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Wednesday, 2 June 1926

Senator McLACHLAN (South Aus tralia) . - As I understand the position, we have upon the Tariff Board gentlemen in whom this and the sister chamber have every confidence. From the report of that body I have not been able to glean any information which convinces me that it is necessary to impose a higher duty on imported whisky. I largely adopt the arguments that have been used by Senator Foll. The Minister (Senator Crawford) has burnt his boats. He has informed us that the increase is proposed with the object of giving protection to the Australian industry. Apart from the information that Senator Ogden has furnished, we do not know the number of employees engaged in this industry, where it operates, or the quantity of primary produce that is involved. Having regard to the figures that have been made available, I should be lacking in my duty if I were to vote for the additional duty. The Minister suggested that three distilleries had been closed down. That is the type of closing down that we frequently have in matters of this sort. Senator Ogden's statements appear to me to warrant our sending this matter back to the Tariff Board for further investigation before we cast a vote upon it. It is not that we have any complaint to make against the chemical properties of the Australian whisky. As a young man I took partin the defence of a chemist, who was accused of having sold vinegar that did not answer to the standard of malt vinegar. We proved that, although it was acetic acid vinegar, chemically it answered the standard of malt vinegar. But who would use acetic acid vinegar instead of malt vinegar ? Whatever chemical tests whisky may be subjected to, I can subject it only to the test of public opinion. What is it that the people of this country desire? The Minister and supporters of the Government have shown that the price of Australian whisky is lower per nobbier, per gallon, and wholesale, than the price of imported whisky; yet the public of Australia will not accept it! Surely the public is the best judge of what is good for it?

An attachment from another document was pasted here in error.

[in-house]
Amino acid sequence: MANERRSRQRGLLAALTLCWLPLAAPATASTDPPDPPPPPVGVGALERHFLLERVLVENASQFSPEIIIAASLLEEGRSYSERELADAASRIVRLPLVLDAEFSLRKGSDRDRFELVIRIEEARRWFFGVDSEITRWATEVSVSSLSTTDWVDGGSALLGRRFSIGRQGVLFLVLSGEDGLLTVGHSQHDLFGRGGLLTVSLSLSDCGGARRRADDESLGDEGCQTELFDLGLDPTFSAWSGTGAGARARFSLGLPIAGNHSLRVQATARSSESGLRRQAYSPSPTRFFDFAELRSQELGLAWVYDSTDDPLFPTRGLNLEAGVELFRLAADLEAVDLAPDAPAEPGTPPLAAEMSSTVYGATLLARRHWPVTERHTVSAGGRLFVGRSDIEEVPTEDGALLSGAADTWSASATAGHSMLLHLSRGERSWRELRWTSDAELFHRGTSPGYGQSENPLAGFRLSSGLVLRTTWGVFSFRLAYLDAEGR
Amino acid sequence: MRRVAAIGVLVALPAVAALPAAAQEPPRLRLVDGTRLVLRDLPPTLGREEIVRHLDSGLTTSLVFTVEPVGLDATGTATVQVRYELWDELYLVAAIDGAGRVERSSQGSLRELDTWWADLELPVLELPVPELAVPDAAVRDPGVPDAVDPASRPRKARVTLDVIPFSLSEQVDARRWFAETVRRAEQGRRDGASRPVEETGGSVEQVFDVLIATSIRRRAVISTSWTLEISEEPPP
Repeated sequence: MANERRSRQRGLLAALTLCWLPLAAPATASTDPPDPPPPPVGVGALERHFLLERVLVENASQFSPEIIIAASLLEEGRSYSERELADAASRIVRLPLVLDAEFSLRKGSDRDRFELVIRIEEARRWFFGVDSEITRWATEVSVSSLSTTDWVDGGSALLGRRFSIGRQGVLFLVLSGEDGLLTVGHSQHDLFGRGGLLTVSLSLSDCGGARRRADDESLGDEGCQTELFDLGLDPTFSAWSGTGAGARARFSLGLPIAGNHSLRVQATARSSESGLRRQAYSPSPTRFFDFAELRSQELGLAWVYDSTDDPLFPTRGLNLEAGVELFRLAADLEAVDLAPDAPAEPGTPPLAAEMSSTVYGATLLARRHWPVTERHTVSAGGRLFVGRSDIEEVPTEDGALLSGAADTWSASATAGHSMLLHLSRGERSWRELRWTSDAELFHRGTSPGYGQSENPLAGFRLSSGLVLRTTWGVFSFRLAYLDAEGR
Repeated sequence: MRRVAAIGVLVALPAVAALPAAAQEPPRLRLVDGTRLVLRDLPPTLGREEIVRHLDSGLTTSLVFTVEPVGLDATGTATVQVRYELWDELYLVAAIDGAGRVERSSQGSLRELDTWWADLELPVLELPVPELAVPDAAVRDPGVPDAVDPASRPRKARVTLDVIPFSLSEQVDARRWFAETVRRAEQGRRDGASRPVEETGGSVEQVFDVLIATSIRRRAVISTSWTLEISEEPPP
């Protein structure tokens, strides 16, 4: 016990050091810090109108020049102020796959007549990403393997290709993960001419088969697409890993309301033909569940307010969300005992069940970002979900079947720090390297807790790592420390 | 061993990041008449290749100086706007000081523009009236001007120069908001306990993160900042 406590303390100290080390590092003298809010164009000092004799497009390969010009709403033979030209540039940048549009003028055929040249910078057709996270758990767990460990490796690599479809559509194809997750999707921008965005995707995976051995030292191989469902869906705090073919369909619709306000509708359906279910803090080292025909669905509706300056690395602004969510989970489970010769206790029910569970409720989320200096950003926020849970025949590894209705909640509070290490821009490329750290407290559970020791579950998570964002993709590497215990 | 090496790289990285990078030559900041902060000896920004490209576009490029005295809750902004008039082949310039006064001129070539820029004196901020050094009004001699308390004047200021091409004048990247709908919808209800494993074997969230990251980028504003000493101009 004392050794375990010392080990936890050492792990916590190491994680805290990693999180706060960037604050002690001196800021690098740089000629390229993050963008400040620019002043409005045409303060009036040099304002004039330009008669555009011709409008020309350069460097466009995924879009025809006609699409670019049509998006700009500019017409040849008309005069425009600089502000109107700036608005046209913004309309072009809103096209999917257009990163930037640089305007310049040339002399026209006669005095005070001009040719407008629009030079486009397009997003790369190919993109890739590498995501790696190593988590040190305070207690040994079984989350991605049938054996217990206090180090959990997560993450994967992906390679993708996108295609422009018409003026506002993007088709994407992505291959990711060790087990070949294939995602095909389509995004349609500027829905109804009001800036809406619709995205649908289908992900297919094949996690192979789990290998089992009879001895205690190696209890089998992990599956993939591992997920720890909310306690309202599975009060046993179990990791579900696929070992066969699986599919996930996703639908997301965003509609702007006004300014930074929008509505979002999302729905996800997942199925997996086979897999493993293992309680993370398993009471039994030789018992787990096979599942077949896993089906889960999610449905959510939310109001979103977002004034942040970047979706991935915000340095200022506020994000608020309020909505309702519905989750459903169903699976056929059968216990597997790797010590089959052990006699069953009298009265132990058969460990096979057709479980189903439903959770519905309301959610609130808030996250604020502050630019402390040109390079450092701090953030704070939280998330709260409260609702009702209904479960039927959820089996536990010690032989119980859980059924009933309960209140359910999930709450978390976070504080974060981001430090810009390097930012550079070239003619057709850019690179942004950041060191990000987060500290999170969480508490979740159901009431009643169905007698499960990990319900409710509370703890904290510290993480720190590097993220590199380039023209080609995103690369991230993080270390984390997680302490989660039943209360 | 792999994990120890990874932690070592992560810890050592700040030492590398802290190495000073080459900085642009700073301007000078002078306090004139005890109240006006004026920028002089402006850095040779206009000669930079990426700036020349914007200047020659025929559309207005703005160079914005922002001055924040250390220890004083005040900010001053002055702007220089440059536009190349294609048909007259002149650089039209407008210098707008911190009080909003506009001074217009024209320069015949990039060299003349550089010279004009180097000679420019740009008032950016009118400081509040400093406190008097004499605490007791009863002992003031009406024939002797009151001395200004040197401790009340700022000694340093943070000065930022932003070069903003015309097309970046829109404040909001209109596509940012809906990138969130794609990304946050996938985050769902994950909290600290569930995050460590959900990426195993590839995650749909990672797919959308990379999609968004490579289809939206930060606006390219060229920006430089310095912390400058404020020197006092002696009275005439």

Senator Reid - Could not the same argument be used in respect to South Australian wines?

Senator McLACHLAN - South Australian wines only need to be known to be taken. I point out to those honorable senators who speak so glibly of South Australian wines that I have never voted either for or against a duty on wine. In any case, wine is in an entirely different category from whisky, the manufacture of which in Australia is an artificial industry. Wine is one of the natural products of this country. Rightly or wrongly, the Australian public will not drink the local whisky.

Senator Thompson - But it will drink local wines.

Senator McLACHLAN - That is so. We have not exported any whisky, but we have exported a certain quantity of wine.

Senator Crawford - With the aid of a bounty.

Senator McLACHLAN - Quite so. Senator Elliott has given us the assurance that the price of Australian whisky will not be raised. I endeavoured to puncture a similar argument, which was put forward by one of my Tasmanian friends in relation to the price of timber. We are not here to make bargains. As business men we must apply our minds to any matter that comes before us. According to Senator Ogden there has recently been an amalgamation of interests for the purpose of controlling the manufacture of whisky in Australia. I understand from the Minister that there are only four whisky distilleries in Australia. Shares have been allotted to the various interests that have amalgamated. Despite the fact that the Australian article is being sold at a lower price than the imported, we are asked to increase the duty on the latter. The inevitable result will be an increase in the price of Australian whisky, if the duty is sufficiently high to keep out the imported article. I predict that that will never happen, and that we shall merely be penalizing the consumer. We should have placed before us facts and figures justifying the proposed increase. We have been inundated with correspondence from both the Federal Distilleries and the representatives of the importers. The argument advanced in favour of the increase is that it is necessary for protective reasons. No such case has been made out by either the Government or the Tariff Board. I shall support Senator Grant's request.

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